Flea (Hachette Australia) 2019, 379pp, Paperback $32.99, eBook $14.99
Flea, a.k.a. Michael Peter Balzary, Australian-American actor and a founding member of The Red Hot Chili Peppers, begins this volume of autobiography with an original poem by fan Patti Smith, and then suddenly we’re in an Ethiopian church as he goes on about “infinite spirit” and “divine and cosmic rhythm” while denouncing his fame with more than a little self-congratulation. Yes, he wants to be like pal Patti too (there are hints here that he thinks this book akin to her memoir Just Kids), but he’s wilder, druggier and far more unreliable, and the overall result is sometimes fascinating, but just as often overcooked and indulgent.
Bouncing around with declarations of love for his late maternal Nanna, Muriel Cheesewright and memories of his turbulent early life in Melbourne with standard-issue hopeless parents, we then learn that his Mum escaped with Flea/Michael and his sister to New York City in 1967 and took up with a failed jazz muso, leading to further years of fear and alienation. But no matter, because the moment he was on the West Coast and in LA for the beginning of the later-1970s punk scene, he virtually gave up on his family anyway, and got into the music, drug and petty crime scenes.
When he meets high school bestie Anthony Kieidis – the other key Pepper – there are pages of ecstatic declarations of love and apology, as he desperately wants us to think of the pair of them as a musical-match-made-in-Heaven as glorious as Lennon and McCartney or Jagger and Richards. And that certainly might be a stretch, but there’s no doubt that THCP had ten or so years of huge hits and still tour, and you sit there, enduring all the talk about Los Angeles bands you’ve never heard of and Flea’s outrageous, often puerile and cruel behaviour, waiting for the part where they finally get the gang together and release Blood Sugar Sex Magik in 1992.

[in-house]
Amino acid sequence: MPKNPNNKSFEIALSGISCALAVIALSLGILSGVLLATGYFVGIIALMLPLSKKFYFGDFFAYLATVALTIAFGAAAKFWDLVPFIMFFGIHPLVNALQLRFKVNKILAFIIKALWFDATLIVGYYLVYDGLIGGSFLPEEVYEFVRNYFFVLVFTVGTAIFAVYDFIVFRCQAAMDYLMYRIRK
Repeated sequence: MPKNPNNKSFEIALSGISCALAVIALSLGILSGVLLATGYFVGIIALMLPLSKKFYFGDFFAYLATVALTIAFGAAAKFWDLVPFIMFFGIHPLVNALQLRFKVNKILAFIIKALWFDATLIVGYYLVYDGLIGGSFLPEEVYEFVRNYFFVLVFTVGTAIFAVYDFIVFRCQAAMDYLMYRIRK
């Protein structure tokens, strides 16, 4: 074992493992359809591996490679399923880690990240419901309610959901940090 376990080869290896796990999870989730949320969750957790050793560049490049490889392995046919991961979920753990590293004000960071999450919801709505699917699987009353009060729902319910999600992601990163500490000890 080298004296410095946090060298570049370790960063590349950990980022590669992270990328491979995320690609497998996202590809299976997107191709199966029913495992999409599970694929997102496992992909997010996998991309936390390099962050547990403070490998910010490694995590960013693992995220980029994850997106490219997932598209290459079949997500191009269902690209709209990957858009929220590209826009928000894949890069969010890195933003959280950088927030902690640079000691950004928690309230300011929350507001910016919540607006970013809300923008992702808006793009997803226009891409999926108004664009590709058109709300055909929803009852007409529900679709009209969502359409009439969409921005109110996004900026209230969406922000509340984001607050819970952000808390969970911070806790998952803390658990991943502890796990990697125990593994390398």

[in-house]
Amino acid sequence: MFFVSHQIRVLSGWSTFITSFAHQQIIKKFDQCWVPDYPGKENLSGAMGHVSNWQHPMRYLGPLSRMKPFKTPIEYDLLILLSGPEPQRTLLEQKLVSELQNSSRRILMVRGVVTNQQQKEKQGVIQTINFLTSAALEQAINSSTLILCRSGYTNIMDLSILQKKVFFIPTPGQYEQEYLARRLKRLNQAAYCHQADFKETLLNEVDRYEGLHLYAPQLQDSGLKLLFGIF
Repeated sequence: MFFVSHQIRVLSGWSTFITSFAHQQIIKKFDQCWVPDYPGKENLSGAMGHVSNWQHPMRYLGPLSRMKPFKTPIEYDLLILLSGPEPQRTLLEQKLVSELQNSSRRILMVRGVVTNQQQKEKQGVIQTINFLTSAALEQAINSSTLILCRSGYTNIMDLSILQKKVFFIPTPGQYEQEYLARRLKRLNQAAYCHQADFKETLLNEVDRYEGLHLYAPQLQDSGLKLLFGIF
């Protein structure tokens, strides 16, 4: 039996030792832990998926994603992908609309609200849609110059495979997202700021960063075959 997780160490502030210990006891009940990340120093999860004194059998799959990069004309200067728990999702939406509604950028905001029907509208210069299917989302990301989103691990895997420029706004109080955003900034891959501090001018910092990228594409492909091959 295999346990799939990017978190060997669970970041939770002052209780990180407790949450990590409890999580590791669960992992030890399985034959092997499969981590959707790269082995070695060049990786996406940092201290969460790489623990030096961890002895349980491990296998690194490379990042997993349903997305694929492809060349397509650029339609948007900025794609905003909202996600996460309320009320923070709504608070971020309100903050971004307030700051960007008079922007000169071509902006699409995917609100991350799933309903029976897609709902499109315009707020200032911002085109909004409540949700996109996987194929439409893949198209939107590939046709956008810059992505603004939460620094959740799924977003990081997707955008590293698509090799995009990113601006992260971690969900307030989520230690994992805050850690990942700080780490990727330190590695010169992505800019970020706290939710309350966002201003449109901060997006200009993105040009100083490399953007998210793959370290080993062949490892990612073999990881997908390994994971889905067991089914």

And it doesn’t happen because, as you’ll discover, this is only Volume 1 of the Flea story, and all that is yet to come in a later, as-yet-uncompleted book. And let’s hope that by then he’s calmed down and controlled himself, and that his editor David Ritz has reined him a little in with, shall we say, a Flea collar.
This title is available through the Hachette Australia website. Click HERE to purchase your copy.